City Declares State of Emergency, Calls for Election Delay

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Cameron Bren
Attendance at the Middleton City Council meeting was sparse on Tuesday night, and the gathering was held to 10 or less people required by the state in hopes to curb the spread of COVID-19.

MIDDLETON–The City of Middleton Common Council declared a state of emergency in response to the Covid-19 outbreak with measures including closing public buildings and some services and conducting virtual meetings. The council is also called on Governor Tony Evers to delay the April 7 election.

City election staff are concerned the election will be impacted by the Governor’s orders not to gather in groups larger than ten and social distancing. 

City administrator Mike Davis said he can’t imagine how the election will be conducted. He noted that there has been a surge in absentee ballots that are overwhelming staff. 

“Lining people up in public places where we are already banning ten people from gathering is just somewhat ridiculous,” Davis said. 

Council president Dan Ramsey called the idea asinine.

“I think we need to make it clear to the governor, all of us, that if you are going to ban more than 10 people in a spot at one time, how in the world can you expect an election to go on,” Ramsey said.

March 17 the city sent a statement to the office of the governor urging Evers to use executive authority to postpone the April 7 election. 

“Most of the state’s election workers are over the age of 60 and many have underlying health conditions as well.  Polls in Middleton will be under-staffed, and this will likely create longer lines and more potential for spread of the virus.  If our own elections’ staff become ill, we will be without trained employees to supervise the election,” the statement reads. "This could be a huge lapse in service that threatens the sanctity of the vote in our state.  Other states have already postponed their primaries, so there are ample reasons for the governor to do the same in Wisconsin.  In the meantime, perhaps our residents could continue to vote absentee, and perhaps almost all of the vote could be processed in that way.”

The governor’s office responded through deputy outreach director TR Williams in an email that stated: 

“Thank you for reaching out regarding the April 7th, 2020  election. We hear you and understand the challenges.

“We are working through all options regarding the elections.

“Thank you again for reaching out and for everything you do to ensure the safety of our elections and for your efforts to keep people safe.”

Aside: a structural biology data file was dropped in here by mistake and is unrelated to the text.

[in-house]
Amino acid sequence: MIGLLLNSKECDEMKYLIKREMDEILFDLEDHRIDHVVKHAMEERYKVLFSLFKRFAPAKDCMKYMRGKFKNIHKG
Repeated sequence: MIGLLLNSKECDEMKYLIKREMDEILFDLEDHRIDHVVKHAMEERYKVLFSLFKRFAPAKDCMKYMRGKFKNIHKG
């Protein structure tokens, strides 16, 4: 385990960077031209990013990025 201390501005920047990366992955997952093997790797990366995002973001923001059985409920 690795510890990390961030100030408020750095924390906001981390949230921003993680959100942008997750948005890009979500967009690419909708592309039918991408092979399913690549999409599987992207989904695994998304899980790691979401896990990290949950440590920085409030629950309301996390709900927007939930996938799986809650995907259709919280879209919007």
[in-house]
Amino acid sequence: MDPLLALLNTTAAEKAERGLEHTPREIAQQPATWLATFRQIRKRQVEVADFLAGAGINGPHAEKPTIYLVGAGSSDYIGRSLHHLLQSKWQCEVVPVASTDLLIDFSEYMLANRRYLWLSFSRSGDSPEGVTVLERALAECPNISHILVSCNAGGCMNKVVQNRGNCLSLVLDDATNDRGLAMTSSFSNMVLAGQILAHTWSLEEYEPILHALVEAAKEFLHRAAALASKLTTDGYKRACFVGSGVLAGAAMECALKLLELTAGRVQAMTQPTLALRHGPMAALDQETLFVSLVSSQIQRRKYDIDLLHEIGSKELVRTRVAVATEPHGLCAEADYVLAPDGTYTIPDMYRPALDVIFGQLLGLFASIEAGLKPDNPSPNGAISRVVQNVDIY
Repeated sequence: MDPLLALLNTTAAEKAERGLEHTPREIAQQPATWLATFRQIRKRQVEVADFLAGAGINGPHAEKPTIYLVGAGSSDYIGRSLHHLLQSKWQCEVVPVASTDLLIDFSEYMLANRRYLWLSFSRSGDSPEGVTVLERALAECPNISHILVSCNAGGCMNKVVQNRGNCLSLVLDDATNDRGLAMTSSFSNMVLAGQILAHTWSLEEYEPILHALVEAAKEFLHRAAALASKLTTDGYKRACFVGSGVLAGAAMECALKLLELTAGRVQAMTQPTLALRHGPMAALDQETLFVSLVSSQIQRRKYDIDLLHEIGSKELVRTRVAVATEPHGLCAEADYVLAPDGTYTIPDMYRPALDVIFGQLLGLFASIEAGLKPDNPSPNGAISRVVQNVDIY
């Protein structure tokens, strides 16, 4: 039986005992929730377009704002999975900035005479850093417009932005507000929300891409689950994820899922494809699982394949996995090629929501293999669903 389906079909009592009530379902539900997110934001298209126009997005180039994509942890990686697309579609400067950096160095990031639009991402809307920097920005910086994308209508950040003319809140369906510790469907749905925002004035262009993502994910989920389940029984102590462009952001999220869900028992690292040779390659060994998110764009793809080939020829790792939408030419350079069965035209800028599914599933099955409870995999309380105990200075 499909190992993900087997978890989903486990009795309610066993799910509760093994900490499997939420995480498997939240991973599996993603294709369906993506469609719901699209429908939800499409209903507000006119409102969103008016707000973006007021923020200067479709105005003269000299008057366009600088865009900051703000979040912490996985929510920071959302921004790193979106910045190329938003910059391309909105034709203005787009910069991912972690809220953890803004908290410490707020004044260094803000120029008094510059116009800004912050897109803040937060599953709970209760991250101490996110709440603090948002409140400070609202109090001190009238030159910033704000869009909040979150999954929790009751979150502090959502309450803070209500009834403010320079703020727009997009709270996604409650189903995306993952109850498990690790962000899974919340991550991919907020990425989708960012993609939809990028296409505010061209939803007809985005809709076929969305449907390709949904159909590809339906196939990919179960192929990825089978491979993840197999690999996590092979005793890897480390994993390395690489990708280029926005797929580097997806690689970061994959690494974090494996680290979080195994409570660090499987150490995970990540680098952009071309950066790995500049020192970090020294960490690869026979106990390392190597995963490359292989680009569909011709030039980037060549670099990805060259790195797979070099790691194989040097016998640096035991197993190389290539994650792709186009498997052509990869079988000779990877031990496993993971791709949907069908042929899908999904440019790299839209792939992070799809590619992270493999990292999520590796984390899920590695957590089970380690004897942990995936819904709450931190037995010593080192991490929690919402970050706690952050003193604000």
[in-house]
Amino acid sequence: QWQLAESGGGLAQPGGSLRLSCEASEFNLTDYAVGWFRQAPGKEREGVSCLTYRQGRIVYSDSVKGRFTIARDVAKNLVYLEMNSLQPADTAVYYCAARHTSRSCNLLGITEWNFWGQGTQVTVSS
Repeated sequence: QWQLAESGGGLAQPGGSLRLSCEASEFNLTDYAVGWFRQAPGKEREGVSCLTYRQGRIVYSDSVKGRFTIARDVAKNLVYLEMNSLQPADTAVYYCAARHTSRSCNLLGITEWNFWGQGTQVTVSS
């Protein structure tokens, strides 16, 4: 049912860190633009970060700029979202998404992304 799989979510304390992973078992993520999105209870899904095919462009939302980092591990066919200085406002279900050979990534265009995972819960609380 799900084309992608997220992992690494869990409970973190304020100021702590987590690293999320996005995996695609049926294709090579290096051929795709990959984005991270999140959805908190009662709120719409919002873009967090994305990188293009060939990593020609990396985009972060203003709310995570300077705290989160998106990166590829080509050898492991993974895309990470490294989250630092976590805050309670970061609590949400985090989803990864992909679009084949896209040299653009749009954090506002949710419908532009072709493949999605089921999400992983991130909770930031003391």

Davis said adopting the declaration of emergency will allow the city to receive federal and state funds that may be available in responding to Covid-19.

City attorney Larry Bechler said he discussed the legality of moving to virtual meetings with other attorneys throughout the state, league of municipalities and governor’s office. 

“There is a divergence of option among people about having online meetings,” Bechler said.

The circumstances are unprecedented, Bechler added. He said he was strongly opposed to the idea of presence counted for quorum be online rather than physically.

“I am very opposed to that because that could mean that every governing body of a municipality in the state could disappear from being live and clearly that is against public policy,” Bechler said.

Adopting charter ordinance is an option but would not take effect for 60 days. Bechler says the best legal route is an emergency declaration because of the health risk put to alders and city staff.  

“I think this is a solution that will work, do I have any ability to tell you 100 percent that this is guaranteed that someone isn’t going to sue us over it, of course not, Bechler said, “This is unprecedented, but I think this is the best we can do under the circumstances.”

Bechler said they still must include public participation and must hold public hearings. if they are required.

The city’s video service provider Jeremy Crosby said they were already testing a live stream of that meeting and it was working great. He said the city could implement streaming the meetings immediately, but video steaming in public comment may be a challenge. Crosby said they could have public comments on the Youtube stream or telephone call-in.

Davis pointed out the change will be in effect 60 days, then need reauthorization if necessary. 

Davis informed the council the Madison Metro is cutting service to route 72 which serves the north and west side and commuter traffic down University Ave, because Metro is assuming a lot less traffic. He said the cost will be cut back as well.

All public buildings are closed including city hall. Davis said there will be some staff at city hall including clerk processing absentee ballots.

There will also be a few staff in offices taking calls, the public works department, while all other full-time will be staff taking calls and emails working from home. Most part-time staff will not be scheduled or receive pay, Davis said.

Ramsey asked about people residents getting building permits. Davis said customers can pay online otherwise they could meet at the door. Ramsey said Madison is not doing building inspection in occupied buildings at all. Davis said he had not considered that, but would talk with building inspection staff.

Davis recommended the council continue to pay all full time employees their regular wages. He also recommended any employee who contracts COVID-19 would have two weeks paid time off.

The council approved all of the recommendations for city staff. 

Davis also asked that contingency funding could be used to provide materials and technology for staff to work from home. The council authorized finance chair Mark Sullivan to review and approve any purchases.

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